I had jacked up "Flame Dart" to a high level in the previous game and found that it serves me well here, although I can't seem to hit enemies with it before combat the way I could in Quest for Glory; perhaps that isn't possible in the sequel. "Force Bolt" seems promising: it both damages enemies and knocks them back for a second, allowing you to get in a few attacks afterwards.
In contrast, I've found that "Calm" does absolutely nothing. Charging enemies stop respectfully and wait for me to finish casting it, then keep on charging and we enter combat anyway. I also can't see any effect to "Dazzle." Perhaps it does lower the attack abilities of my foes, but there's no on-screen confirmation that it's accomplished anything.
Over several days, I killed dozens of brigands and a few scorpions. I don't seem strong enough yet to take on TerrorSaurses (which are mercifully rare) nor the large packs of jackalmen who attack at night.
|The hero learns not to be cocky about wandering around the desert after dark.|
On Day 5, the Fire Elemental was in town, so I had to stop character development for the time being and deal with him.
|The results of all my desert explorations.|
The four elements and their associated elementals are clearly going to play a big part in this game. The WIT council was composed of masters of fire, air, water, and earth magic, and each mage I've met so far is aspected in some way to an element: Aziza to water, Keepon Laffin to air (he even floats about on a magic cushion), and the alchemist Harik Attar to fire. (I haven't met an earth-specific person yet that I know of.) The astrologer said that I would "walk in fire, earth, water, and air" on my quest.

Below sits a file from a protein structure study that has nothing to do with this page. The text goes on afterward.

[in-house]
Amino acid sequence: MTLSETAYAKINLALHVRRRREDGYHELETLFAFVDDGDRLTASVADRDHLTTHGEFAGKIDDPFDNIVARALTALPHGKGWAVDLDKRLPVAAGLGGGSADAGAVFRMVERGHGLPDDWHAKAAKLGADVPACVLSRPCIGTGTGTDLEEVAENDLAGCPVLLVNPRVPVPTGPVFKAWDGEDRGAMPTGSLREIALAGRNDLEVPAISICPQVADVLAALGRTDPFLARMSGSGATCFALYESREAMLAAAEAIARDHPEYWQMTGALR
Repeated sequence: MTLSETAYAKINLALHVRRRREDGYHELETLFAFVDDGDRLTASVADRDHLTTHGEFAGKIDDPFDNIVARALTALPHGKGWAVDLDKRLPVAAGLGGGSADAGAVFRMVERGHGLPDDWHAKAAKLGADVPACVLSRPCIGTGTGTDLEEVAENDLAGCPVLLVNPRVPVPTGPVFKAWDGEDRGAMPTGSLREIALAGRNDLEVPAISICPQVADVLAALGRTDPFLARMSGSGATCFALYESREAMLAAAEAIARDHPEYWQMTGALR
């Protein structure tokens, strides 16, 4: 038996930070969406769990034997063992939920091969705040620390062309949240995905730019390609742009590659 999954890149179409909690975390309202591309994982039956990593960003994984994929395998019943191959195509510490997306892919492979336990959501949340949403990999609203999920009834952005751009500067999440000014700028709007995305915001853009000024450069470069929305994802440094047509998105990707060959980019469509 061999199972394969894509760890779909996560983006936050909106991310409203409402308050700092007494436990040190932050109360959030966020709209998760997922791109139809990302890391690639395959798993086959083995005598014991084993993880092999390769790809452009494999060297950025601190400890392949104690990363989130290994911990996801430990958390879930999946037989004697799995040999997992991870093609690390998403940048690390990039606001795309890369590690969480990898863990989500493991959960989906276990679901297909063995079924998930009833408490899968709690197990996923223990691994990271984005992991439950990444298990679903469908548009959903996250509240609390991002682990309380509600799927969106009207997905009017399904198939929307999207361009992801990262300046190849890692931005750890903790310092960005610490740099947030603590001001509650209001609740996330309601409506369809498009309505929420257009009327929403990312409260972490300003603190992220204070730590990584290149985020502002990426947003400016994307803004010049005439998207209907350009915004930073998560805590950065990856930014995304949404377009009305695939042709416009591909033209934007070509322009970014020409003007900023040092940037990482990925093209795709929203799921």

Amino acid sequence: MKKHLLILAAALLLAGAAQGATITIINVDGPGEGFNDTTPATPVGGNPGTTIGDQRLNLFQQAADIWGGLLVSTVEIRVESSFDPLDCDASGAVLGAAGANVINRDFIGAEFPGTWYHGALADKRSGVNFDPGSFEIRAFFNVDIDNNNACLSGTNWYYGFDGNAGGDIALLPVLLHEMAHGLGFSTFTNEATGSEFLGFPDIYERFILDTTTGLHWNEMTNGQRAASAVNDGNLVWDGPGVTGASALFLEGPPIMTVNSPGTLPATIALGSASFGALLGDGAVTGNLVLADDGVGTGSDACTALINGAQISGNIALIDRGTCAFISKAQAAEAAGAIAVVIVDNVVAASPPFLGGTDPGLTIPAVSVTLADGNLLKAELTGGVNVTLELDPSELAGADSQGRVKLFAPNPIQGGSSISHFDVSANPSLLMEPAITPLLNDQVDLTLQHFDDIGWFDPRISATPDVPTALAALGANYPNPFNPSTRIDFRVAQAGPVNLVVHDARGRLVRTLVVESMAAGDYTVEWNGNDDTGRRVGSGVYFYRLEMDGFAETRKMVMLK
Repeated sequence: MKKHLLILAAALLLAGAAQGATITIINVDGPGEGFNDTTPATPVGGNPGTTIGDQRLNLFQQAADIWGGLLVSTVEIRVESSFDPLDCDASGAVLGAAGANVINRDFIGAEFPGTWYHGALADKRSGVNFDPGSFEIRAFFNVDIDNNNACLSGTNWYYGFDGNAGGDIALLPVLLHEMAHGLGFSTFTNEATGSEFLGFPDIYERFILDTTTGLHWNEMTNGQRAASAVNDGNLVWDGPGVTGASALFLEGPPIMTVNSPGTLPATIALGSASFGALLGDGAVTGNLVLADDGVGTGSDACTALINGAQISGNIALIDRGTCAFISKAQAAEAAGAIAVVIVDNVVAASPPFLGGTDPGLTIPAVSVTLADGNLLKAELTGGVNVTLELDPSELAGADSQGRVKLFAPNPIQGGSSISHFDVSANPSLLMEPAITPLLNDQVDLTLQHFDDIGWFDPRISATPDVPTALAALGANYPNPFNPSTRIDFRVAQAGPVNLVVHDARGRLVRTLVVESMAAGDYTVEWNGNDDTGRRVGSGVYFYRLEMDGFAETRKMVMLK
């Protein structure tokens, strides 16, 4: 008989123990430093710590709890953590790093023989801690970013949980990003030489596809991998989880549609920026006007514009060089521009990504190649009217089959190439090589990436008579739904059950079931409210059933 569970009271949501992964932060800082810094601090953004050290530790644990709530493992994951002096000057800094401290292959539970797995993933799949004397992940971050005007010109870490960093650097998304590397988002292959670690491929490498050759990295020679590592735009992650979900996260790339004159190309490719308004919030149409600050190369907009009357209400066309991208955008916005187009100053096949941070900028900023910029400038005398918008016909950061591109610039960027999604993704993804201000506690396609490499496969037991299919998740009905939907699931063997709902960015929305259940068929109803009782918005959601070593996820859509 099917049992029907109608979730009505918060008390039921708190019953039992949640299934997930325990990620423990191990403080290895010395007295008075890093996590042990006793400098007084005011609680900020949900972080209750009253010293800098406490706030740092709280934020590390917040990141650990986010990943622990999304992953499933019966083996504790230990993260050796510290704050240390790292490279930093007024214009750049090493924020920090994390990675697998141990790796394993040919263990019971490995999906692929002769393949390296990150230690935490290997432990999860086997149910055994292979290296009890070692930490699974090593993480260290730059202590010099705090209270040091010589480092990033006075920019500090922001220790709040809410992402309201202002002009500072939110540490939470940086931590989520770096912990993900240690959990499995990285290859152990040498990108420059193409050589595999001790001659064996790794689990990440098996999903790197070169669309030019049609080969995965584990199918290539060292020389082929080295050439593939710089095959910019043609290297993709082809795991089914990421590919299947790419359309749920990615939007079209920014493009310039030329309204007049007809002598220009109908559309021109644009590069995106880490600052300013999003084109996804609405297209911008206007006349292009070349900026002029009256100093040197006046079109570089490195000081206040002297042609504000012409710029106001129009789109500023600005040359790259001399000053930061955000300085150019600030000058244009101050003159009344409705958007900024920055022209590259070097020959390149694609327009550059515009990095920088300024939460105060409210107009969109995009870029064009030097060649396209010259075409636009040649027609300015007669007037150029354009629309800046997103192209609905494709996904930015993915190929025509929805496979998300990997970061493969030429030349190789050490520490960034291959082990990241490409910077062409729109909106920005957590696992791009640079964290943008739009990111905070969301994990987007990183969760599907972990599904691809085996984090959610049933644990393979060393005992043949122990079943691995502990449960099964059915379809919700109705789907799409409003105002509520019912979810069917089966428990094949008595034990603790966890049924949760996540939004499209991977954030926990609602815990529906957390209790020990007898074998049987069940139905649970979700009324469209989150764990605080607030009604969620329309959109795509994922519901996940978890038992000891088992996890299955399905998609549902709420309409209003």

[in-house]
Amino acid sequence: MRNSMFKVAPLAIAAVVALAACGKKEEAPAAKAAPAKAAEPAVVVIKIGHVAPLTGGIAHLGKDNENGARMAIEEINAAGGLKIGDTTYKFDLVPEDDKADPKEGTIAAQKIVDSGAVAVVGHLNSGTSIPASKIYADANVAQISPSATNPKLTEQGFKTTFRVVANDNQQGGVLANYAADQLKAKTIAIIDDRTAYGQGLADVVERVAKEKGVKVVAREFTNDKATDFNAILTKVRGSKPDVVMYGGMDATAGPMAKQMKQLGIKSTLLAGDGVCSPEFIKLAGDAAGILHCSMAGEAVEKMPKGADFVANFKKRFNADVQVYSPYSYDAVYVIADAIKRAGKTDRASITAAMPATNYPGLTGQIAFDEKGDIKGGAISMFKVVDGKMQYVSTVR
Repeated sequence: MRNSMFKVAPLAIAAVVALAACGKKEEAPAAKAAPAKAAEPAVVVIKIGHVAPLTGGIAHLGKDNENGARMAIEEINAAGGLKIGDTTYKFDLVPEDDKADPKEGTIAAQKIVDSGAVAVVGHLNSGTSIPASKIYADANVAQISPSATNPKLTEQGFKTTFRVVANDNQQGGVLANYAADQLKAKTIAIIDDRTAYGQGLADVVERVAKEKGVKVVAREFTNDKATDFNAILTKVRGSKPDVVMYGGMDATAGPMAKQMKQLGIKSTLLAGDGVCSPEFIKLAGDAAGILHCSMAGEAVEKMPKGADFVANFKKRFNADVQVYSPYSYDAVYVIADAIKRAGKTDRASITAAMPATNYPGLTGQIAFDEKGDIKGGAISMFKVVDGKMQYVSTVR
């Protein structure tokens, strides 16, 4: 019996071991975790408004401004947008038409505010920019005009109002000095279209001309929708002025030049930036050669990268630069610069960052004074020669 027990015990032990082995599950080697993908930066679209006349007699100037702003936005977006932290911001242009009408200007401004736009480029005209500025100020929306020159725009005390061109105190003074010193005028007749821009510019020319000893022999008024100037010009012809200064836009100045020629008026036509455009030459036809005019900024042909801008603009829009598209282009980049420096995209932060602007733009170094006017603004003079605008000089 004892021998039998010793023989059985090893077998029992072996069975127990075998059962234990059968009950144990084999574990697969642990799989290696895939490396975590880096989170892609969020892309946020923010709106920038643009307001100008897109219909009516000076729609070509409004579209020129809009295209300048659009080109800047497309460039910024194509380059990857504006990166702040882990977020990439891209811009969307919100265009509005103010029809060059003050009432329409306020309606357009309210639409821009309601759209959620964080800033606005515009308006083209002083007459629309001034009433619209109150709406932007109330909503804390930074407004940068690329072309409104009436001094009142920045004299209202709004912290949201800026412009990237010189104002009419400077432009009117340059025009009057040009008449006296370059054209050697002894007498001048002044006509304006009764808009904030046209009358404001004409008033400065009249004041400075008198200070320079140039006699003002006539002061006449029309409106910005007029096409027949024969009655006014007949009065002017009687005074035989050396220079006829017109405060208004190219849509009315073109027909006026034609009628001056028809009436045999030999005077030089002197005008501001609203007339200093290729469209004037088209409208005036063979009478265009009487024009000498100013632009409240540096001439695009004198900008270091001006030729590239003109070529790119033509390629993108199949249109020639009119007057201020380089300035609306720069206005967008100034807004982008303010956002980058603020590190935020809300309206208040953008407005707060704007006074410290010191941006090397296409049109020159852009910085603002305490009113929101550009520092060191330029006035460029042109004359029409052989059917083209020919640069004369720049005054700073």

Most important, the poet Omar, in his poetry/prophecy recitation, indicated that the city would be attacked by elementals of fire, air, earth, and water in that order. The prophecy started to come true the next morning when I found that Alichica's cart had been ruined by a Fire Elemental.
Aziza was kind enough to give me a little tutorial on each of the elementals, suggesting that they would gravitate to the areas of the city that offered them the most fuel: open plazas for the Fire Elemental and the fountain for the Water Elemental, for instance. She further suggested that I would need to lure each of them from these places of comfort, then damage them somehow with their elemental opposites, and finally capture them in containers aspected to each elemental type.
She had the most information about the Water Elemental, and she directed me to the other mages for information about their respective specialties. Harik Attar, for instance, told me that incense would help lure the Fire Elemental away from the open plaza.
I engaged the Fire Elemental in the plaza outside the inn and used the incense to lure him into one of the passages. I thought to lure him all the way to the Plaza of the Fountain, but the game immediately told me that just getting him out of the first plaza was enough.